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View Full Version : What REALLY is considered lift height?

SuperRob
08-17-2007, 02:48 AM
So a buddy and I were talking today about lift height.

When you're describing a lifted truck, does the increase in height gained SOLELY by bigger tires count towards the height of 'the lift'?

Increasing tires from a 28" to a 35" has a total difference of 7 inches, split the difference, for 3.5 inches of increased truck height (And, no, we're not getting technical about the bottom of the tire having a lower profile due to vehicle weight...its not significant in this case)

Assuming said truck has a 3 inch body lift, and a 6 inch suspension lift, should this truck be referred to as being lifted 9 inches, or 12.5"? And if you deem that the tire lift should count towards the total lifted height, would it then be safe to say that, 'That truck is lifted 12.5"'? (Where lifted 12.5 inches is an adjective?)

THEN, could you also say, 'That truck has a 12.5" lift!", or would be be then said that, 'That truck has a 9" lift!'? (Where 'the lift' is a noun, and tires are not actually a part of the lift)

Yes I have too much time on my hands.

Anxiously awaiting replies.

:icon_cheers:

Redneck Cowgirl
08-17-2007, 03:01 AM
:stop: the total lift that can be counted is for example:

3" body lift, and a 6" suspention lift = 9"

One could say they have 9" lift.... the size of the tire does not count towards the "lift" ones truck has... Its could count towards clearance looking at the diff.... or frame hight, but does not count as part of there total "lift"

This is why in almost every converstation everyone who wheels has includes both of theses questions:
Is it lifted? How much?
AND
What size of tires you running???

:icon_cheers:

TRUNK_MONKEY
08-17-2007, 04:21 AM
i'd call it,from where it was (stock) to where it is now.by any means. and it really matters not anyway,as long as your parts dont rub and cut tires up,you are fine.
lift means nothing anyway.
how many lifted rigs do you see with 2 inches of u bolts pointing to the ground?seriously,i think people need to devote some time to "de-horning" the bottom of the trucks. lots of junk down there waiting to grab a rock or log and make ya really mad!!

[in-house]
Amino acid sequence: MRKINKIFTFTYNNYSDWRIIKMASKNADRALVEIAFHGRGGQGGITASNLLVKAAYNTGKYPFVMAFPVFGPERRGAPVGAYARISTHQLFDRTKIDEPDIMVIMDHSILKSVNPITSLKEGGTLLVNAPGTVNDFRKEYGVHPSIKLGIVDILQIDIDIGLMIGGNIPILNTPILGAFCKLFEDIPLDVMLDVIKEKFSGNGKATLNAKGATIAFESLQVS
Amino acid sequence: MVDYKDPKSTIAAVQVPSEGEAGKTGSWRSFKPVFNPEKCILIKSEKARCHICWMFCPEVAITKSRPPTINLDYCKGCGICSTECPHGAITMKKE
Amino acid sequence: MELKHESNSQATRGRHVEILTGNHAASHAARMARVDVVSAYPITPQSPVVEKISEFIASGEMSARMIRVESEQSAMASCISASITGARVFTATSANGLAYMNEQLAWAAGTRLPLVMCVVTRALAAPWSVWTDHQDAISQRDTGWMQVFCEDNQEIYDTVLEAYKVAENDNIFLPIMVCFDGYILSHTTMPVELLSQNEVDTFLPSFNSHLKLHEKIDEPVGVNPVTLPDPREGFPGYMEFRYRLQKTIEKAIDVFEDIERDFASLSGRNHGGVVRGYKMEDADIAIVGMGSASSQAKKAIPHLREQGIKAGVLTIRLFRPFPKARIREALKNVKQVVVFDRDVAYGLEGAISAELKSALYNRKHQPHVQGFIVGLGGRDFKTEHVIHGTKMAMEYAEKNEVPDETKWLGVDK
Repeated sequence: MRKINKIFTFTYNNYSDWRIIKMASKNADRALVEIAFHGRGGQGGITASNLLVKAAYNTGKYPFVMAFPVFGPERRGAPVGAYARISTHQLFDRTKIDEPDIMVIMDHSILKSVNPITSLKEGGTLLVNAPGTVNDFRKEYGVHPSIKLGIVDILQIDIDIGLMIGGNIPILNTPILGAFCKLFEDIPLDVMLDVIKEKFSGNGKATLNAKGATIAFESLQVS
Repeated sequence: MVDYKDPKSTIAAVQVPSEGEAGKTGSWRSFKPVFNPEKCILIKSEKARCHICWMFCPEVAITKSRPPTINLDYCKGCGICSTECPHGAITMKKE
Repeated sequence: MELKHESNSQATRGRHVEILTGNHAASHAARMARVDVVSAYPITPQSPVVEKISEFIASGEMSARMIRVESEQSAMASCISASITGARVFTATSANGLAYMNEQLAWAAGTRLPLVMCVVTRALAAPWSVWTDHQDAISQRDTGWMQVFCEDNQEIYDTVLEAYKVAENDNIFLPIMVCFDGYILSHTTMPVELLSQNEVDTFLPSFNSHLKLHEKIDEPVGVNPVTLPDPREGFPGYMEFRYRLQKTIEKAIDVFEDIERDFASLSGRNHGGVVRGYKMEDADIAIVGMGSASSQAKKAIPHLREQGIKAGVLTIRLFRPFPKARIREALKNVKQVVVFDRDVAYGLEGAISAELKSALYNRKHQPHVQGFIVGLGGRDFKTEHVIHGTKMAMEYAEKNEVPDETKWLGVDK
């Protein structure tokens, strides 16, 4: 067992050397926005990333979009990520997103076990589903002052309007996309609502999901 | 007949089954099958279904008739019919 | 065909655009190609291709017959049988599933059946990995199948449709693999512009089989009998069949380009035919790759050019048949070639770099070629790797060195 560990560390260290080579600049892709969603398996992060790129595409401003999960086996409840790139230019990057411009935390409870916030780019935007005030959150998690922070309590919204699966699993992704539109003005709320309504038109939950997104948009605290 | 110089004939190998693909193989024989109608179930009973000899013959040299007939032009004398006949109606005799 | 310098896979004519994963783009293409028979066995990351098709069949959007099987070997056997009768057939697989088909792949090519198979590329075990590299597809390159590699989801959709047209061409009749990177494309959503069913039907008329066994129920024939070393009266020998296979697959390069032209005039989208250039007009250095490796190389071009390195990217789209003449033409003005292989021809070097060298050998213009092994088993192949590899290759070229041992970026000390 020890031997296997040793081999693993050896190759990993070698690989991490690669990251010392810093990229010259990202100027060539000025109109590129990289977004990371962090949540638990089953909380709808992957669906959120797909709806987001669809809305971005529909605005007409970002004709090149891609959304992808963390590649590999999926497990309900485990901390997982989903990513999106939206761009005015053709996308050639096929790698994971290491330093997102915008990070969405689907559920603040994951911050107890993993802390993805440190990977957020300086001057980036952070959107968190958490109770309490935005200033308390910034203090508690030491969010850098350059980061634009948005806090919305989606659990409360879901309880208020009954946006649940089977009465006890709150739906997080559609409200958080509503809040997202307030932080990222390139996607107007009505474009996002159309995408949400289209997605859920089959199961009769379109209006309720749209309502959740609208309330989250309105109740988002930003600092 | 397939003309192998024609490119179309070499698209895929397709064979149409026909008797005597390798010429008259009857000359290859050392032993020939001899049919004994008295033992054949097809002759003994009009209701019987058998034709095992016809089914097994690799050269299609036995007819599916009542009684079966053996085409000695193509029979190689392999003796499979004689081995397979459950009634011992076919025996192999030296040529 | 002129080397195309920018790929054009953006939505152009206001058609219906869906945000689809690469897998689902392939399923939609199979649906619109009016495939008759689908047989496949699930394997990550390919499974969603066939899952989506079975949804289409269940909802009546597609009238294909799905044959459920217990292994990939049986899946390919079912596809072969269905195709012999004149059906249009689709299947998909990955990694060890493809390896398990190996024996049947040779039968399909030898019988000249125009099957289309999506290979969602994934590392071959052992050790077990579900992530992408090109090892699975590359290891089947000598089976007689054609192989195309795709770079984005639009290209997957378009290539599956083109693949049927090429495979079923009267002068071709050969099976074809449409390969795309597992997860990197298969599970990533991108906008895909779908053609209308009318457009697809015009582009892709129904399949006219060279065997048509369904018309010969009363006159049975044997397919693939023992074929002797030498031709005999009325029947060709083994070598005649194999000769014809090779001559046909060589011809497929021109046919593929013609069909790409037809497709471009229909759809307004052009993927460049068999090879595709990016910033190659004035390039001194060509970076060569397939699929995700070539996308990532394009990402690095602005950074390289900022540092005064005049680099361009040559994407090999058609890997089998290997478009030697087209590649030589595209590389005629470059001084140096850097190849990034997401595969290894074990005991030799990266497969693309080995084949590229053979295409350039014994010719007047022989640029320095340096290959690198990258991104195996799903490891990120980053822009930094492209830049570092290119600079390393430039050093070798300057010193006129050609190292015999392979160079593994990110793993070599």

PARKINGLOT
08-17-2007, 05:15 AM
tires don't count...you need the lift to fit bigger tires (usually, although that could mean my stock BII was lifted 1" from the 31's on it...lol)
the lift gives you height to run bigger tires and give you a better approach, departure, and break-over angle, and the tires give you more clearance under the diffs...

JohnnyO
08-17-2007, 10:19 AM
I would count the suspension and/or bodylift but not anything gained by the tires alone. .02.

DK27
08-17-2007, 10:22 AM
I would count the tires as gained ground clearance I believe.

High Desert Ranger
08-17-2007, 10:46 AM
It is the height of the suspension lift and the body lift and not icluding the height of the tires. Namely because the first 2 increases in height are structural changes to the the truck and tires a dress up change. One could put 12" of lift in the suspension and body of a truck and go smaller on the tire size. Would that mena that the decrease in the tire size counteracts the amount of the lift nope. Namely because wheels are very easy to change and I could quite literally change tire size every 30 minutes and have upwards of 30+ tires put on the vehicle in one day but that still doesn't count towards lift height.

Besides if you this about it; it is suspension Lift and body Lift and you never say tire Lift so in Lift height it is only suspension and body that counts.

MAKG
08-17-2007, 10:51 AM
The tires change the clearance and the bumper height. They do not change the lift.

Note that some "lift laws" really regulate the bumper height.

Honestly, when designing a truck for the trail, the lift doesn't matter. Only the clearance (and a few other issues like overhang and wheelbase).

arrabil
08-17-2007, 12:52 PM
You can't use the tire because the flex IS significant. If you're measuring in half inch increments, certainly your tires compress 1/2" at the bottom at 28psi. And if you put less air into them that number can change to 1.5" quickly.

Note that some "lift laws" really regulate the bumper height
Yup. 30" for the horizontal parts of the bumpers to the ground, body lifts no bigger than 3", and the tires tucked into fenders are the only real requirements in PA.

4x4junkie
08-17-2007, 05:56 PM
I've generally always excluded the tires from "lift" also.

brendank
08-17-2007, 06:29 PM
Yup. Tires don't count.

SuperRob
08-18-2007, 03:51 AM
Thats what I thought too....Tires dont count

PARKINGLOT
08-18-2007, 04:19 AM
Honestly, when designing a truck for the trail, the lift doesn't matter. Only the clearance (and a few other issues like overhang and wheelbase).

exactly...funtionality...

zuki
08-19-2007, 05:36 AM
Thats what I thought too....Tires dont count

yep, tires don't coun't -- unless you are selling your vehical on ebay, then for some reason it is ok.

Todd
08-19-2007, 11:27 AM
I have never counted tires. As already stated a LIFT is structural changes made to the trucks suspension or body.

But is tires where counted my truck would have air bags:icon_thumby: It changes a good few inches in height during and after snow wheelin, sssshhhhhhhhhhhh